Forums Forums Main Forum Is “Toxic Hustle” a thing? Reply To: Is “Toxic Hustle” a thing?

  • jojabarker

    May 13, 2021 at 10:51 am
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    CBS Forum Member: Forum Acolyte

    It does seem that there’s multiple, nuanced facets to this concept of “Toxic Hustle.”

    External and internal.

    Boundaries and defining what success means to oneself.

    Being okay with the choices we make to invest in career vs self-care investment.

    I’m reading (the COMPLETE) Too Much Coffee Man and there’s an introduction from Shannon Wheeler sharing how much he dedicated HIMSELF to the project.

    “I don’t necessarily remember drawing a certain cartoon, but I do remember what was happening in my life at the time. Happy. Sad. Heartbroken. In love. Drunk. Hung over. On deadline and unenthusiastic, inspired and exuberant…I cartooned through it all. And I sacrificed to meet deadlines. I put comics before relationships, health (mental and physical), and wealth. Is it worth it? Probably not. I barely hold on without the added burden of crippling addition. The work it takes maintaining my marginal life makes the thought of adding an addiction or two unimaginable. But who knows. The amount of stuff I don’t know could fill a bucket with a hole in it. The only thing I do know for sure is never doubt yourself…except maybe sometimes.” ~Shannon Wheeler, January 2017 (Introduction, pg 8 [from] “TMCM: Omnibus Plus”)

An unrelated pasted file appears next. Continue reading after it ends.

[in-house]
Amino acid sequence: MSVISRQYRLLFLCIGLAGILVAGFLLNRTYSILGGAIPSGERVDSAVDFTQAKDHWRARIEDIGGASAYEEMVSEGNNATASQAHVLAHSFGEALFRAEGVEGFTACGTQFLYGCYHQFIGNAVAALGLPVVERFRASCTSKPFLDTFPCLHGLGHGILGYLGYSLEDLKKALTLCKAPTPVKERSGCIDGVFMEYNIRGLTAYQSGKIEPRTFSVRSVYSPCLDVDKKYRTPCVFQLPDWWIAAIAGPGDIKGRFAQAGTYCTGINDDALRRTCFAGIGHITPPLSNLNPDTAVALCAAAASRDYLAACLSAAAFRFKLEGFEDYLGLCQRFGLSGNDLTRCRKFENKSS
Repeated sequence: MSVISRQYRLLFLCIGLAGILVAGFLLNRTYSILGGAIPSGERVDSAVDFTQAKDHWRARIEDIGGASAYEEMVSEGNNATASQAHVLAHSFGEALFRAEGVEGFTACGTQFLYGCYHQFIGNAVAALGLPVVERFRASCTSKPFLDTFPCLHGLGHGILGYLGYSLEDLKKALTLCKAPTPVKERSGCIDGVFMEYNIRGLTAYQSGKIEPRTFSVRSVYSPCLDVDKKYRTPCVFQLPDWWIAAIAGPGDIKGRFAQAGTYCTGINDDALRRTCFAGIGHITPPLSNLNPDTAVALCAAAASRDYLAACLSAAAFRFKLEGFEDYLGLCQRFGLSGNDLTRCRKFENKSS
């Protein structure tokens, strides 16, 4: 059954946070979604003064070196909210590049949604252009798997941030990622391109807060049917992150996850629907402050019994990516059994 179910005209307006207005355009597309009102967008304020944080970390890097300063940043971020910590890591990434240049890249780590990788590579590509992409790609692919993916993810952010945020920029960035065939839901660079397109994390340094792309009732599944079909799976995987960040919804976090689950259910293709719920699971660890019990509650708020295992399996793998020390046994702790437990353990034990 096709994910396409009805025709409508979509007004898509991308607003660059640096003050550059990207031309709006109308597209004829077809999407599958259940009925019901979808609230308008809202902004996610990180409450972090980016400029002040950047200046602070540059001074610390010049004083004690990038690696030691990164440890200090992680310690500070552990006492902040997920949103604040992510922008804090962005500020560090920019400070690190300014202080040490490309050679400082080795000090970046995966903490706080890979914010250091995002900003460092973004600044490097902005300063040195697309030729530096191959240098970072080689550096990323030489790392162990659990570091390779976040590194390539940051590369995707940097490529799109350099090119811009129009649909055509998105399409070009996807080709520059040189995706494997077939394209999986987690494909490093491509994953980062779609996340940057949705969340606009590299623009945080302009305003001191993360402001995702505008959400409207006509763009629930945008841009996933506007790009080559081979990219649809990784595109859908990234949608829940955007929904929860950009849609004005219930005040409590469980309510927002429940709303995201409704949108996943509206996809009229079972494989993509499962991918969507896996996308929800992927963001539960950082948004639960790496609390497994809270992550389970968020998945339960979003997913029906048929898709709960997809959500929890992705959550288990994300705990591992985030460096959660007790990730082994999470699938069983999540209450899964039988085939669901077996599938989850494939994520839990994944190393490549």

It’s excerpts like this I lean on whenever I’m faced with uncertainties as presented here in this discussion.

    …and it may be true that I’m digressing from what’s being questioned, but as the excerpt says I have to ask myself, “Do I want to make those type of sacrifices?”

    Something was addressed about “taking a hard look at oneself” i.e. taking stock a.k.a. an inventory of what’s working and what’s not, and what is worth the work.

    And all I can do is end with another excerpt, “The working artist will not tolerate trouble in [their] life because [they] know trouble prevents [them] from doing [their] work. The working artist banishes from [their] world all sources of trouble. [They] harness the urge for trouble and transform it in [their] work.” ~Steven Pressfield (Resistance and Trouble, pg 24 [from] “The War of Art”)